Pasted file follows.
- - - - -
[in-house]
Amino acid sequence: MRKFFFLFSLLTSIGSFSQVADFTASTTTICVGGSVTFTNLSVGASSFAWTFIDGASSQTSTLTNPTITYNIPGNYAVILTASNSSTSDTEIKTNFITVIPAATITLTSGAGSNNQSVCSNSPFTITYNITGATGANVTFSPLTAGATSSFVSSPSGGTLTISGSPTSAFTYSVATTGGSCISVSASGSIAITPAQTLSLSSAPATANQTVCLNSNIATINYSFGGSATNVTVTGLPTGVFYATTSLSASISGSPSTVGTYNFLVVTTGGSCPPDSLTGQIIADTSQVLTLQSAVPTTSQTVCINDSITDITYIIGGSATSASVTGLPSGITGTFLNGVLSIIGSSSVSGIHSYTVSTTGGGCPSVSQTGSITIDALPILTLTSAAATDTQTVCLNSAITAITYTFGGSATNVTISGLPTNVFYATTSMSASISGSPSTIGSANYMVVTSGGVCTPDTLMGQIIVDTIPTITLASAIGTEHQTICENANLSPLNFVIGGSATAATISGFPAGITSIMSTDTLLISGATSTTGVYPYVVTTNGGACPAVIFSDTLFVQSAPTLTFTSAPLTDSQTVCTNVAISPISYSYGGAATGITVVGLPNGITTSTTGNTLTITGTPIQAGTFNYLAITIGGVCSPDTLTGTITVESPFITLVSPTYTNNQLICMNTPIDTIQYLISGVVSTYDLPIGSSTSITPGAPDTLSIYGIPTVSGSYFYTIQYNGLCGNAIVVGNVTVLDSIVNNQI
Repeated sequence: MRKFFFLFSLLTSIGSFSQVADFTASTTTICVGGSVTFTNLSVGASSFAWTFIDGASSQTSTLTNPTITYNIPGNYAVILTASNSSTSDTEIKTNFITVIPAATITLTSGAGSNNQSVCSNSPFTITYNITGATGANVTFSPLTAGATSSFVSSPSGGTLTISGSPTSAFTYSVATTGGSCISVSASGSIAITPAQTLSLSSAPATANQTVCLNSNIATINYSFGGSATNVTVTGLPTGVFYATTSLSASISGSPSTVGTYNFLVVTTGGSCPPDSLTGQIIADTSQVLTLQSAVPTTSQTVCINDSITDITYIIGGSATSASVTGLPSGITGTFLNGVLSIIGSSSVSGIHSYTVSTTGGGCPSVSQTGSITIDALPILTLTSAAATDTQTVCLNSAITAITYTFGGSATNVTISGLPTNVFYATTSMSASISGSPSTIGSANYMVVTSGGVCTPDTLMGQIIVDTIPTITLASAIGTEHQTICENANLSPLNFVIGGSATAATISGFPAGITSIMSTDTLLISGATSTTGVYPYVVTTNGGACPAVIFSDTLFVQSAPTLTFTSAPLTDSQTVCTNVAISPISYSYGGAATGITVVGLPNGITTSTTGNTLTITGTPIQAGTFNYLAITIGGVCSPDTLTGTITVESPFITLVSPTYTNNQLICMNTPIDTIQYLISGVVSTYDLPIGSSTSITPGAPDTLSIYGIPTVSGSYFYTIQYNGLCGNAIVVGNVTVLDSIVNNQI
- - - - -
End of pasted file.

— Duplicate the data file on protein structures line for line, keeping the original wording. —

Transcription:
[in-house]
Amino acid sequence: MRKFFFLFSLLTSIGSFSQVADFTASTTTICVGGSVTFTNLSVGASSFAWTFIDGASSQTSTLTNPTITYNIPGNYAVILTASNSSTSDTEIKTNFITVIPAATITLTSGAGSNNQSVCSNSPFTITYNITGATGANVTFSPLTAGATSSFVSSPSGGTLTISGSPTSAFTYSVATTGGSCISVSASGSIAITPAQTLSLSSAPATANQTVCLNSNIATINYSFGGSATNVTVTGLPTGVFYATTSLSASISGSPSTVGTYNFLVVTTGGSCPPDSLTGQIIADTSQVLTLQSAVPTTSQTVCINDSITDITYIIGGSATSASVTGLPSGITGTFLNGVLSIIGSSSVSGIHSYTVSTTGGGCPSVSQTGSITIDALPILTLTSAAATDTQTVCLNSAITAITYTFGGSATNVTISGLPTNVFYATTSMSASISGSPSTIGSANYMVVTSGGVCTPDTLMGQIIVDTIPTITLASAIGTEHQTICENANLSPLNFVIGGSATAATISGFPAGITSIMSTDTLLISGATSTTGVYPYVVTTNGGACPAVIFSDTLFVQSAPTLTFTSAPLTDSQTVCTNVAISPISYSYGGAATGITVVGLPNGITTSTTGNTLTITGTPIQAGTFNYLAITIGGVCSPDTLTGTITVESPFITLVSPTYTNNQLICMNTPIDTIQYLISGVVSTYDLPIGSSTSITPGAPDTLSIYGIPTVSGSYFYTIQYNGLCGNAIVVGNVTVLDSIVNNQI
Repeated sequence: MRKFFFLFSLLTSIGSFSQVADFTASTTTICVGGSVTFTNLSVGASSFAWTFIDGASSQTSTLTNPTITYNIPGNYAVILTASNSSTSDTEIKTNFITVIPAATITLTSGAGSNNQSVCSNSPFTITYNITGATGANVTFSPLTAGATSSFVSSPSGGTLTISGSPTSAFTYSVATTGGSCISVSASGSIAITPAQTLSLSSAPATANQTVCLNSNIATINYSFGGSATNVTVTGLPTGVFYATTSLSASISGSPSTVGTYNFLVVTTGGSCPPDSLTGQIIADTSQVLTLQSAVPTTSQTVCINDSITDITYIIGGSATSASVTGLPSGITGTFLNGVLSIIGSSSVSGIHSYTVSTTGGGCPSVSQTGSITIDALPILTLTSAAATDTQTVCLNSAITAITYTFGGSATNVTISGLPTNVFYATTSMSASISGSPSTIGSANYMVVTSGGVCTPDTLMGQIIVDTIPTITLASAIGTEHQTICENANLSPLNFVIGGSATAATISGFPAGITSIMSTDTLLISGATSTTGVYPYVVTTNGGACPAVIFSDTLFVQSAPTLTFTSAPLTDSQTVCTNVAISPISYSYGGAATGITVVGLPNGITTSTTGNTLTITGTPIQAGTFNYLAITIGGVCSPDTLTGTITVESPFITLVSPTYTNNQLICMNTPIDTIQYLISGVVSTYDLPIGSSTSITPGAPDTLSIYGIPTVSGSYFYTIQYNGLCGNAIVVGNVTVLDSIVNNQI